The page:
Even a broken clock tells the correct time twice a day, so an old saying goes.
But today’s generation can’t even read an analog clock in the first place.
The issue has become so problematic that in Britain, schools have started replacing their analog clocks with digital ones, reports Inspire To Change. It’s a strange approach for a school to take. Instead of teaching how to read those clocks, they’re just removing the problematic items entirely.
The outlet reported, “In the UK, many educators are phasing out analog clocks in favor of digital ones. Students taking the GCSE and A-level exams were complaining that they couldn’t read the time. In order to make everything ‘as easy and straightforward as possible,’ they are making the switch to digital time reading.”
Stephanie Keenan, Head of English at Ruislip High School in northwest London (a city famous for its gargantuan clock), said teachers are “removing analog clocks from examination halls because teenagers are unable to tell the time.”
Students would often interrupt proctors to ask how much time was left because they couldn’t read the analog clocks. Replacing them with digital ones is expected to reduce interruptions.
Malcolm Trobe, deputy general secretary at the Association of School and College Leaders, points to the ubiquity of digital technology as the reason why new generations can’t read analog clocks.He told The Telegraph in 2018, “The current generation isn’t as good at reading the traditional clock face as older generations.
They are used to seeing a digital representation of time on their phone, on their computer.Nearly everything they’ve got is digital so youngsters are just exposed to time being given digitally everywhere. ”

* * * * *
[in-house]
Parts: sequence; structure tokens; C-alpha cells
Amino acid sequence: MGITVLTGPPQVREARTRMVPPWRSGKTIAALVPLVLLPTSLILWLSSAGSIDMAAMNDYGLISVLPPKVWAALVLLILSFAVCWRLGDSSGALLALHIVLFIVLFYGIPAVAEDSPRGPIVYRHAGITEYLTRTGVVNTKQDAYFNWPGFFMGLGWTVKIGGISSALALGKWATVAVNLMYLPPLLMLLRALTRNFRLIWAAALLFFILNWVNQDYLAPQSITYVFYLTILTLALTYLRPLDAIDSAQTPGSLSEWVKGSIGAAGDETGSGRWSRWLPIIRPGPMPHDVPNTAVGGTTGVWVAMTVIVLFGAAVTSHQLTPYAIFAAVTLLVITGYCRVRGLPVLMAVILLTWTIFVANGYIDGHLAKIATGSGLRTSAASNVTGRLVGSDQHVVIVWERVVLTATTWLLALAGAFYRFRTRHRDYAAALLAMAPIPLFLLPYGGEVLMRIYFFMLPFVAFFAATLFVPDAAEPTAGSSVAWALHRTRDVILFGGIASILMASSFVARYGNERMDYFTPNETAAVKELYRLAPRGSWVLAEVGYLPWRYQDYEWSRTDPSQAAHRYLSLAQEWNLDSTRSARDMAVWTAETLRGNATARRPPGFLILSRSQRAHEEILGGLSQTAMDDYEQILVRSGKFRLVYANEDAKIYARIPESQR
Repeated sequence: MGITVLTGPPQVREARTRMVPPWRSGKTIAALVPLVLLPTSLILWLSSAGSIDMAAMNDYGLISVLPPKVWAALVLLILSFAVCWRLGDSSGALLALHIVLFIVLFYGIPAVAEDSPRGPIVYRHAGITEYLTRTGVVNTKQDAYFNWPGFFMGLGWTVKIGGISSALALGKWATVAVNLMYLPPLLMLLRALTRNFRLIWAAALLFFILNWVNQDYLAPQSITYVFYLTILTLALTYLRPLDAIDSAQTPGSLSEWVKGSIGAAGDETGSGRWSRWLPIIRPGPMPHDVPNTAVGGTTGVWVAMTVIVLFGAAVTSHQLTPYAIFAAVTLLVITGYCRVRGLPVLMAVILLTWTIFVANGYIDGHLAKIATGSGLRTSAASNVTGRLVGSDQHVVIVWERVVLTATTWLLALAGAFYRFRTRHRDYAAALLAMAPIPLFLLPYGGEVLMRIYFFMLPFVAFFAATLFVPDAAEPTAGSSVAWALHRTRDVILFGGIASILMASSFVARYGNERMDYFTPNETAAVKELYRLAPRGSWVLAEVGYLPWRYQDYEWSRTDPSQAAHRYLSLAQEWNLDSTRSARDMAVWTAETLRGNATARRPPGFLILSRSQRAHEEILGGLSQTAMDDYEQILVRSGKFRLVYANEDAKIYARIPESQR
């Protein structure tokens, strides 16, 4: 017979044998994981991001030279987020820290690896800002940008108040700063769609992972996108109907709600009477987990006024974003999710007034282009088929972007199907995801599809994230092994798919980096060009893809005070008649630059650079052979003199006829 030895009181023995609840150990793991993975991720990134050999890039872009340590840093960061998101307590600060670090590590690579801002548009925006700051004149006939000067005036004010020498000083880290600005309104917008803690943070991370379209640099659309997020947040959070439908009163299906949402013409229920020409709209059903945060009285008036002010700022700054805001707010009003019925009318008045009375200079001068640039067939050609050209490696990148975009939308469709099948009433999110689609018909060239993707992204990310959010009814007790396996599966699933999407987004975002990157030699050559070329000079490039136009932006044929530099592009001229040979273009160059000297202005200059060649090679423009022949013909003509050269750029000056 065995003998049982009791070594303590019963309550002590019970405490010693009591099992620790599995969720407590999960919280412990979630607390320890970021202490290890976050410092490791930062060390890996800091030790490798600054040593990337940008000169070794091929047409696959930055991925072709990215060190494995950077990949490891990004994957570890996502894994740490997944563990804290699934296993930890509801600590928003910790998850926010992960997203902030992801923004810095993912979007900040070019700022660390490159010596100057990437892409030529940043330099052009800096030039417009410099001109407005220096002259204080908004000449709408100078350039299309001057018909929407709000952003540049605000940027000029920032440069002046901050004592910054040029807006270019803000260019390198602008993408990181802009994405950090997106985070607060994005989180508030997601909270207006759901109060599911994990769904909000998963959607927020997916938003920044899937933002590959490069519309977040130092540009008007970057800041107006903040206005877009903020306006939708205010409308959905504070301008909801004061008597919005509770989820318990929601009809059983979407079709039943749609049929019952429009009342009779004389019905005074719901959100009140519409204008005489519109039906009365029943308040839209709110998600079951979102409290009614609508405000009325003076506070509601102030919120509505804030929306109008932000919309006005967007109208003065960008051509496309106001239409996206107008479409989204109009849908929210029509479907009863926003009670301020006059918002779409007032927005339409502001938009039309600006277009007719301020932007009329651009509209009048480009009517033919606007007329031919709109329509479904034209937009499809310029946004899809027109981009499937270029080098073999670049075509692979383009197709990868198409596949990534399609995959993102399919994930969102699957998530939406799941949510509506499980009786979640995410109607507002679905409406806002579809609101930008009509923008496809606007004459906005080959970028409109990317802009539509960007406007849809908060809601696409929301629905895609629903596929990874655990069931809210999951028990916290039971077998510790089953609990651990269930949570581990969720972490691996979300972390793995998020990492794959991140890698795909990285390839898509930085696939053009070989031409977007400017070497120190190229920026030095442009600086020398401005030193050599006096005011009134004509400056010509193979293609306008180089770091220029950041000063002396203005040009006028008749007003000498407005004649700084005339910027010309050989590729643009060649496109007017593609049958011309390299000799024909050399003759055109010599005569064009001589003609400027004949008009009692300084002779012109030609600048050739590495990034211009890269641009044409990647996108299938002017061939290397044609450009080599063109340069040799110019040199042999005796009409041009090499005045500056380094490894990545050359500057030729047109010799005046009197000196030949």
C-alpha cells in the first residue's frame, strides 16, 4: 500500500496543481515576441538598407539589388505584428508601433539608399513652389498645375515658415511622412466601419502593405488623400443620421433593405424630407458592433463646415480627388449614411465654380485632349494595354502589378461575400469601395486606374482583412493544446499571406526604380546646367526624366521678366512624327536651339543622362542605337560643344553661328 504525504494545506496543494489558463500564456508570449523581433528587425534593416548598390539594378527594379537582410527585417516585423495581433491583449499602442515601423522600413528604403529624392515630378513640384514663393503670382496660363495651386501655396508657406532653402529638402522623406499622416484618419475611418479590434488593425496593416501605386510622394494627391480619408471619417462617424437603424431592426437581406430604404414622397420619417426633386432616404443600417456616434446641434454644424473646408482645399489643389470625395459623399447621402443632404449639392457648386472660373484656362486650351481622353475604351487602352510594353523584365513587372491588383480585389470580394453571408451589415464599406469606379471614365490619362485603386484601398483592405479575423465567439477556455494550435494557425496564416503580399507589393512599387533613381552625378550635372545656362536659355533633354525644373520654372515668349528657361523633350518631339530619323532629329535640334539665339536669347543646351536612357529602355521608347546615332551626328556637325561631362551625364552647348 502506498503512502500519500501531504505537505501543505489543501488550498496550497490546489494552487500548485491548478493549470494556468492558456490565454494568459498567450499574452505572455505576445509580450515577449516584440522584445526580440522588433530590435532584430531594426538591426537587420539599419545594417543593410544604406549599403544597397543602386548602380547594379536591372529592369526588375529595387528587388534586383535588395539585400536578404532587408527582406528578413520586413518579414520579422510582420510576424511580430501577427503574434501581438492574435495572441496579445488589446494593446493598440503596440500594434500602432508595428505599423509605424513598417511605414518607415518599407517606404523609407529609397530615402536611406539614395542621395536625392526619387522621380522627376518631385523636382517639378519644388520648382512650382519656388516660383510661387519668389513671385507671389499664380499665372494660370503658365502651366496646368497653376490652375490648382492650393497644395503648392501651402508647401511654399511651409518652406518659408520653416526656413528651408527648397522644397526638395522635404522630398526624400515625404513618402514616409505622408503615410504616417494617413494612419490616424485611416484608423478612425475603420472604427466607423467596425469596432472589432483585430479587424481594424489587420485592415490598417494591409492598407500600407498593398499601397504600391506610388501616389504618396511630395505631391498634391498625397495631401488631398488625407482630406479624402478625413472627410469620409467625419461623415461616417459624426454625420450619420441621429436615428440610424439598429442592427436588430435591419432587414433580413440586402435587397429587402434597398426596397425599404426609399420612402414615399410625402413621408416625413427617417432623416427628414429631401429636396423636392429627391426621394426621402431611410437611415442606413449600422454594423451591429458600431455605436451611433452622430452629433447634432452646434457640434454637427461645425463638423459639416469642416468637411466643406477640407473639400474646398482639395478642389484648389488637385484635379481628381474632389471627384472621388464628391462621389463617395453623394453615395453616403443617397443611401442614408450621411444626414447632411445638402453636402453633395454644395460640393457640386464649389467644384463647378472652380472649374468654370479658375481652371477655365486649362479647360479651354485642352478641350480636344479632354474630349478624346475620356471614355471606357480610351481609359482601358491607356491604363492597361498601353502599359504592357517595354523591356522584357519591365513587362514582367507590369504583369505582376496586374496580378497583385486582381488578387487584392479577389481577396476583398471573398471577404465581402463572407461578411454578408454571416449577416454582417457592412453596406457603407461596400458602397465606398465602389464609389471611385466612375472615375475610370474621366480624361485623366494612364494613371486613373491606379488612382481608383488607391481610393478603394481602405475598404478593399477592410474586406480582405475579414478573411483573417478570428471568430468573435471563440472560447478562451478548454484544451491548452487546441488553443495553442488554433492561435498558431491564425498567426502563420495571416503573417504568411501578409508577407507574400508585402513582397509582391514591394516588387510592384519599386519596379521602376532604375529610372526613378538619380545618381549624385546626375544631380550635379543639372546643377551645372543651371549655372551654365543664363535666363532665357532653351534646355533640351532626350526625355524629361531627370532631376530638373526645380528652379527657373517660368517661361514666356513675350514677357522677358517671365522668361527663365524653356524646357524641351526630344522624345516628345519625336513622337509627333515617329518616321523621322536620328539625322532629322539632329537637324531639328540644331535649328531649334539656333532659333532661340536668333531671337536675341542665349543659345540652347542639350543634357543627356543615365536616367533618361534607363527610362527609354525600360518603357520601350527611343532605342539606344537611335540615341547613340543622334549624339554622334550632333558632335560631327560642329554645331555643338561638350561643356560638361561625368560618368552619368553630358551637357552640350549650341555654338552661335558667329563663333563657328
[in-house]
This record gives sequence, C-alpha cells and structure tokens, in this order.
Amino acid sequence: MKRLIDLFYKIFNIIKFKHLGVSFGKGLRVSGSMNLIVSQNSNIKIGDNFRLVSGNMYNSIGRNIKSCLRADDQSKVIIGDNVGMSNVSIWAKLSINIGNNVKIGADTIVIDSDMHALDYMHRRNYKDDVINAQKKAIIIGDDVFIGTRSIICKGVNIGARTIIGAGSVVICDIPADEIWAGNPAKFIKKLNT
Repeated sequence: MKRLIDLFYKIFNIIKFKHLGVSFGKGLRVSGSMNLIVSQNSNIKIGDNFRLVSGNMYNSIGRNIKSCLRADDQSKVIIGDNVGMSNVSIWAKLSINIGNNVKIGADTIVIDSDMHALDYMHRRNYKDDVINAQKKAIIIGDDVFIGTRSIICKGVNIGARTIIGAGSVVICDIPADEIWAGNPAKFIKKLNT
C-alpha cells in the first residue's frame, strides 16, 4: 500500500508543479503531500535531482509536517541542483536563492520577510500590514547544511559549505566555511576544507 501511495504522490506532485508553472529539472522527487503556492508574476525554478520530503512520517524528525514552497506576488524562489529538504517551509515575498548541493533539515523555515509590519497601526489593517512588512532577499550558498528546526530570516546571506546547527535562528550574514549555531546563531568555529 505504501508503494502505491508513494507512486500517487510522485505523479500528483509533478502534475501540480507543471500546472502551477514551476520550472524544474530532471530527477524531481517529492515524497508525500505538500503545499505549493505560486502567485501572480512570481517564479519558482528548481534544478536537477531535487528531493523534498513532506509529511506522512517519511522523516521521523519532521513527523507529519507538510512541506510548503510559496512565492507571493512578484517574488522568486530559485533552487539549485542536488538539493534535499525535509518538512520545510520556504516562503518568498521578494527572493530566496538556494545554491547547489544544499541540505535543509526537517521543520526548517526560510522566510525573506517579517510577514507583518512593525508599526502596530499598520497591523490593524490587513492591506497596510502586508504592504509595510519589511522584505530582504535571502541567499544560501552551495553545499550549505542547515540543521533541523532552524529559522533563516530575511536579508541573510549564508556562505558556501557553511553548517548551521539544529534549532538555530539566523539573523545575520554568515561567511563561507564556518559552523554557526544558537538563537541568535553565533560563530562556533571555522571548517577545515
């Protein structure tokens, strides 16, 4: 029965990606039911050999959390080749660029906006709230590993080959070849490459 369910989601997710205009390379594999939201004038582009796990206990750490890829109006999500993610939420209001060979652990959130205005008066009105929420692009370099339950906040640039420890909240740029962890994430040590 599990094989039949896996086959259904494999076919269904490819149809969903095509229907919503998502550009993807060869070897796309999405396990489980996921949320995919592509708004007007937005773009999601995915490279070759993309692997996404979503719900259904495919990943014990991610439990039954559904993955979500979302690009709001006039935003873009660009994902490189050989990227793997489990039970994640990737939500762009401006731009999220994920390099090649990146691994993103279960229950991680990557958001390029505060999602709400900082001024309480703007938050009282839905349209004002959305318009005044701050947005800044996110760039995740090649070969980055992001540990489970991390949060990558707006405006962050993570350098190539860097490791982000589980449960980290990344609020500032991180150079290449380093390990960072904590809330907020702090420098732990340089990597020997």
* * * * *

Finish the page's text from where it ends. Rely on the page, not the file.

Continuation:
Trobe also said that teachers don’t want the kids to be unnecessarily stressed during their exams.
“You don’t want them to put their hand up to ask how much time is left,” he said. “Schools will inevitably be doing their best to make young children feel as relaxed as they can be. There is actually a big advantage in using digital clocks in exam rooms because it is much less easy to mistake a time on a digital clock when you are working against time.”
To put it another way, students who are taking tests to measure their intelligence can’t even make use of something that has existed for several centuries. And schools are on board with that.
But the problem goes deeper than that. According to Sally Payne, a pediatric doctor, the excessive use of digital technology even negatively impacts the ability of students to hold a pencil, reports The Telegraph.
“To be able to grip a pencil and move it, you need strong control of the fine muscles in your fingers. Children need lots of opportunity to develop those skills,” she said. “It’s easier to give a child an iPad than encouraging them to do muscle-building play such as building blocks, cutting and sticking, or pulling toys and ropes. Because of this, they’re not developing the underlying foundation skills they need to grip and hold a pencil.”
The idea of replacing analog clocks with digital ones has started to take root in the United States but so far, school curriculum have not changed.
“In 2014, an Arizona teacher suggested that it may be time to retire the analog clock,” said the Inspire To Change report. “However, currently United States schools are still keeping analog clocks. Learning to read the hands of a clock is part of the core curriculum in many schools.”
Carol Burris, executive director of the advocacy Network for Public Education, told USA Today that knowing how to read analog time is beneficial for children due to the mathematics involved.“The skills that you need to read an analog clock are skills that kids when they’re young, begin to learn,” she said.
“There’s a lot of very complex mathematical manipulations that are involved in being able to tell time with an analog clock.It takes some of the math skills students are learning and gives them an important real-world context. ”
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